One thing I never thought I’d do in my young life? Go birding. It’s just one of those science-y activities that never really appealed to my inner geek. Sure, I love diving, and I’ve come to know all the marine life on a first-name basis, but avian creatures have never sparked my interest—until I learned about them on Enrichment Voyages, that is, from our resident ornithologist Charles Clarkson, and then put that knowledge to use in Panama.
I should also mention I hate getting up early. Like really despise it. Waking up before 7am is just criminal in my mind. (I could never work in stocks. That much is clear.) And to see certain birds, you have to rise before the sun. So Samantha and I did just that, and bleary-eyed, crawled up to the observatory tower for the first part of our birding experience.
While any guest can do their own wildlife spotting from atop the tower, I highly recommend any of the guided tours with Canopy (an extra cost). We only did one morning walk, which lasted about five hours, and it made me wish we’d signed up for the twilight birding walk the night before. The guides are excellent, they bring along a high-powered telescope so you can see the wildlife in close detail, and they spot things that are barely visible to the human eye.
For the first part of our tour, we stayed up on the observatory tower as our guide pointed out birds left and right. My favorite was the toucan, of which there were many. They came pretty close and seemed very unrattled by our presence in their canopied home.
It was pretty gray and dim out that morning, but luckily the birds’ bright feathers made them easier to spot than not.
After an early breakfast, we started the walking part of our tour. We meandered down the paved road and back up over the course of a couple hours. It became, much like diving, a game of who could spot the most hard-to-see, obscure bird hiding among the branches. Here are just a few of the creatures we found once deeply immersed in the forest:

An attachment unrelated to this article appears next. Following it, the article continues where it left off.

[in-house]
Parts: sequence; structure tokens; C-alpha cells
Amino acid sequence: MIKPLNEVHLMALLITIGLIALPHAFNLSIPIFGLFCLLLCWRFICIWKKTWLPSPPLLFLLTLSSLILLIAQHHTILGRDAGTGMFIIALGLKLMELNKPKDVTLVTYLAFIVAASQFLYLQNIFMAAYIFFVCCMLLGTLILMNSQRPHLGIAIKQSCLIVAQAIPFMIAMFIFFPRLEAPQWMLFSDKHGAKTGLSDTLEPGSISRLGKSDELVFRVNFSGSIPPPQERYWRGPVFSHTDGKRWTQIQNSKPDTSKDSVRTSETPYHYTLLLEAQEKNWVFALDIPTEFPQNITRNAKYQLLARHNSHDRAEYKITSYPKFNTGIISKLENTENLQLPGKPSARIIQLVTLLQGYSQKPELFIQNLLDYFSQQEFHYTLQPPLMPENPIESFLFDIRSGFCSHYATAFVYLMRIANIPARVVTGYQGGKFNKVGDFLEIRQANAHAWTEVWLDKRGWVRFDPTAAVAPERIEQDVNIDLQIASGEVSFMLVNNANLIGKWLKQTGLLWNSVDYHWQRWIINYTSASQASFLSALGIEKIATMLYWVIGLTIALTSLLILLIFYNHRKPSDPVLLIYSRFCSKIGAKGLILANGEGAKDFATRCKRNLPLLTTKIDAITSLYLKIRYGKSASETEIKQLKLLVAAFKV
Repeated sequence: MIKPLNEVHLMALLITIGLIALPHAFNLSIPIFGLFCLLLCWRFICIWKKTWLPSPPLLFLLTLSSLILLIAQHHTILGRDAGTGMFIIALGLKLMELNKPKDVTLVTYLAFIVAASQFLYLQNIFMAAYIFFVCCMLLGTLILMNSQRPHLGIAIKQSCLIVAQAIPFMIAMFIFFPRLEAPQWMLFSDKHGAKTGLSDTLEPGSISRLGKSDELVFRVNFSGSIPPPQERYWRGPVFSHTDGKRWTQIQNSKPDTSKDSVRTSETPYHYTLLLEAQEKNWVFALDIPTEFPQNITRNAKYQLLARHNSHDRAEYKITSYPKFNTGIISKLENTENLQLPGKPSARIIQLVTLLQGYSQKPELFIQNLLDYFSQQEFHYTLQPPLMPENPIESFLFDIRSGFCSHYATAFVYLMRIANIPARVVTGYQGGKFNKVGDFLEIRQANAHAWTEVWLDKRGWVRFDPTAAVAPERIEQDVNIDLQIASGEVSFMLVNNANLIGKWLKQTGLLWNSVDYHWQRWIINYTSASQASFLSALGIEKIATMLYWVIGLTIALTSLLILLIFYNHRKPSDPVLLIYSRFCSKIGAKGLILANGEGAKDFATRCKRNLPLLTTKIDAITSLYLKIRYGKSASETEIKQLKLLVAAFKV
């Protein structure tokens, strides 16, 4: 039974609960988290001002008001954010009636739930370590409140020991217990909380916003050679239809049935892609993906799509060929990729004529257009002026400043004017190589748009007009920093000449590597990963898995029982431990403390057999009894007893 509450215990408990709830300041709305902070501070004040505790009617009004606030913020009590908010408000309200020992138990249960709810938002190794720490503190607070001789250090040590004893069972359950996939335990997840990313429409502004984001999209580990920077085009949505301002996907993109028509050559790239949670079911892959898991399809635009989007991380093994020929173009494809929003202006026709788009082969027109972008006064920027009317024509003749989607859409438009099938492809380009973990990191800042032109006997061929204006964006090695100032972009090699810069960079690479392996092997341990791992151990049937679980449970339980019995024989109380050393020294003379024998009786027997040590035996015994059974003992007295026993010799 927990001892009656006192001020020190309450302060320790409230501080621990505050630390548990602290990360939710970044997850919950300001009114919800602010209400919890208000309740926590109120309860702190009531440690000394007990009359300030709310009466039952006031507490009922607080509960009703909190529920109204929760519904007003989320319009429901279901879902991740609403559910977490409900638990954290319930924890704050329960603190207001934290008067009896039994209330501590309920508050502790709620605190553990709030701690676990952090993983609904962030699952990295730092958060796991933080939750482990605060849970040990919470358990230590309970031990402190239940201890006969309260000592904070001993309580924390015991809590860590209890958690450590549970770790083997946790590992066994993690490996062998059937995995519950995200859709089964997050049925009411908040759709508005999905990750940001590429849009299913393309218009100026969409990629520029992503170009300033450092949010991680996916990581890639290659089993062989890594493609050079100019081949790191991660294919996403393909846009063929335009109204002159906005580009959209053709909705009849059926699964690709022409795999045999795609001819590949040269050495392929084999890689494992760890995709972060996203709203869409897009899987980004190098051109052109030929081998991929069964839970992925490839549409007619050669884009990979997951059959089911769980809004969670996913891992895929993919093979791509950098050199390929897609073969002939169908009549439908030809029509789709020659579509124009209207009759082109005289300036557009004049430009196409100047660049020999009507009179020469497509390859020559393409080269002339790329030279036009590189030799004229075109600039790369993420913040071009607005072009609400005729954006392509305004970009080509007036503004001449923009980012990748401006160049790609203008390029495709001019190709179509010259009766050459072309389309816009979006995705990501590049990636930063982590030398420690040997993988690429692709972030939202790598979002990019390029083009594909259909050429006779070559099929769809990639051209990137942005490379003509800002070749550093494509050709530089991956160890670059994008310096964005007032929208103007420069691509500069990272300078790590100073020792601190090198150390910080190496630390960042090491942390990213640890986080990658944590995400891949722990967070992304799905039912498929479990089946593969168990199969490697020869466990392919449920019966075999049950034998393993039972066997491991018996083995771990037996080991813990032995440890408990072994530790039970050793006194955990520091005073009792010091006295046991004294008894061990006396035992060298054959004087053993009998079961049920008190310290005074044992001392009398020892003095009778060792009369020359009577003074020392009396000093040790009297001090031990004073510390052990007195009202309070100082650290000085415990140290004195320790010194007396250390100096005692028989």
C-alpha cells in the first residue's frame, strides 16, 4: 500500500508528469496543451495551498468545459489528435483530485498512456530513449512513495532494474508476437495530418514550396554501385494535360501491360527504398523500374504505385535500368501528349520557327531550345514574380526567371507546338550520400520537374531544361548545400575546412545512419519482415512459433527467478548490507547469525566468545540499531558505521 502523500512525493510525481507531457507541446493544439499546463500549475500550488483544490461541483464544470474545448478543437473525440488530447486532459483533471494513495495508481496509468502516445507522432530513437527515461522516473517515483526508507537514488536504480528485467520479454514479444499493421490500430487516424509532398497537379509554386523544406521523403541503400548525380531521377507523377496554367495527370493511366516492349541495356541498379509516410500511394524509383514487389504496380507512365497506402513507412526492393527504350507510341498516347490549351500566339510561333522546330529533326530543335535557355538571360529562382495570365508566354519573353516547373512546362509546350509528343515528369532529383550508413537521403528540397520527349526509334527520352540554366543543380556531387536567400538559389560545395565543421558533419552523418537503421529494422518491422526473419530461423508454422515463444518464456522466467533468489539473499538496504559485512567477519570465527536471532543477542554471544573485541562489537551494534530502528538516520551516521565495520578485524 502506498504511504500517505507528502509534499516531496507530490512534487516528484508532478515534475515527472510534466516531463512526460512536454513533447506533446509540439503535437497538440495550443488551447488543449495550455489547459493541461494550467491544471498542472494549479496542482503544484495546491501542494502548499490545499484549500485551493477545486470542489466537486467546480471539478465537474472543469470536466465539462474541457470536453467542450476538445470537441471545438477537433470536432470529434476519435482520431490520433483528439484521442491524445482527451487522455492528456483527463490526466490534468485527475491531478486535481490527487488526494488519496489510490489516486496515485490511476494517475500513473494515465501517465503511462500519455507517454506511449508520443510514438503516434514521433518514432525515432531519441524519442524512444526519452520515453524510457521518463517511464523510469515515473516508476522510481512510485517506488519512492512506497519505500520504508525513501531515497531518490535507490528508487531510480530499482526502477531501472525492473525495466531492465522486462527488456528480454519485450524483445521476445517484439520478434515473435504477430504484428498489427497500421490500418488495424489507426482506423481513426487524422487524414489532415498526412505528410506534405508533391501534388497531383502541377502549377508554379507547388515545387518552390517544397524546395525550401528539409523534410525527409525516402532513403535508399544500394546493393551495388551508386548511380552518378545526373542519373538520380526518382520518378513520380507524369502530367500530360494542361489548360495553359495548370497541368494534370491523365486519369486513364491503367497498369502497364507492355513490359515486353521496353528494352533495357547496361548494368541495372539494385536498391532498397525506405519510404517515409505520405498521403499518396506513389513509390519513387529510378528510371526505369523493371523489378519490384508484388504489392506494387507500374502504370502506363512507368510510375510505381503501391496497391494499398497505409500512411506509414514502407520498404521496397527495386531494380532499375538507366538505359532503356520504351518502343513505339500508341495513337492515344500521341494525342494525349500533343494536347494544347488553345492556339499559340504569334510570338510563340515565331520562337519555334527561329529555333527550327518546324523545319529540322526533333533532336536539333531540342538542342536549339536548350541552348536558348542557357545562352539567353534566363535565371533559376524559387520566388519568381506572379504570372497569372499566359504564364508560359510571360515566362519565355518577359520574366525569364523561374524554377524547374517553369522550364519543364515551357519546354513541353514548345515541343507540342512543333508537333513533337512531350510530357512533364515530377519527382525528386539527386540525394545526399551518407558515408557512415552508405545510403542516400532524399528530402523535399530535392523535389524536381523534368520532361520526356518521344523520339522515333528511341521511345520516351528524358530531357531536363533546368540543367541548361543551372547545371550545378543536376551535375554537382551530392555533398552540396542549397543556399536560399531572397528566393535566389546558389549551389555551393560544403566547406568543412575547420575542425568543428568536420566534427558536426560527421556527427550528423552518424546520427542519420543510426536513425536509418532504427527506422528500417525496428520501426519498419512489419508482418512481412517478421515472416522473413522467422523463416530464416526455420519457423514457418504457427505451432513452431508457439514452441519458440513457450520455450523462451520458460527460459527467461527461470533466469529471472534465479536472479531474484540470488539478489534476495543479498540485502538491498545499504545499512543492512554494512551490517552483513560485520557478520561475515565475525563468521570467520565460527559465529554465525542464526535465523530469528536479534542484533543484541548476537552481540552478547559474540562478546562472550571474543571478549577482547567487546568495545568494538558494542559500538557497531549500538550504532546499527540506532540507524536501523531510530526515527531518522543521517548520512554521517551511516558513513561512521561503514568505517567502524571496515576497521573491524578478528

Hummingbirds. These colorful, fast little suckers were everywhere, primarily in the perimeter right around the lodge.
Kingfishers. We saw several of these guys while on safari in India last year, and I just think they are the cutest.
Motmot. His name alone is just fun to say.
Woodpecker. Woody is far from quiet, making him one of the easier ones to find.
Scarlet-rumped Cacique. These beady-eyed creatures were everywhere in the trees outside of our room. A couple even tried to fly into our screens. Their tails are a brilliant hue of red, which is how they got their name.
We also spotted swallows, tropical kingbirds, tanagers, finches, parrots, flycatchers, wrens, warblers and more. Overall, it was an excellent day and something I’d definitely do again. I think Samantha’s and my prospects as career birders are strong after all, don’t you?
Tips for Birding:
- Wear long pants and long sleeves. I failed to bring both. Remember: where there are birds, there are even more creepy-crawlies…
- Speaking of, wear ample bug spray. We covered our bodies and clothes with 100 percent DEET often while in Panama.
- Closed-toe shoes are your friends.
- Bring a long lens. I rented a Canon 75-400mm before I went on the voyage and was so happy I’d made that investment. This will definitely be the next photography investment I make.
- Don’t miss out on an awesome opportunity because you’d rather sleep in. You can sleep when you’re dead.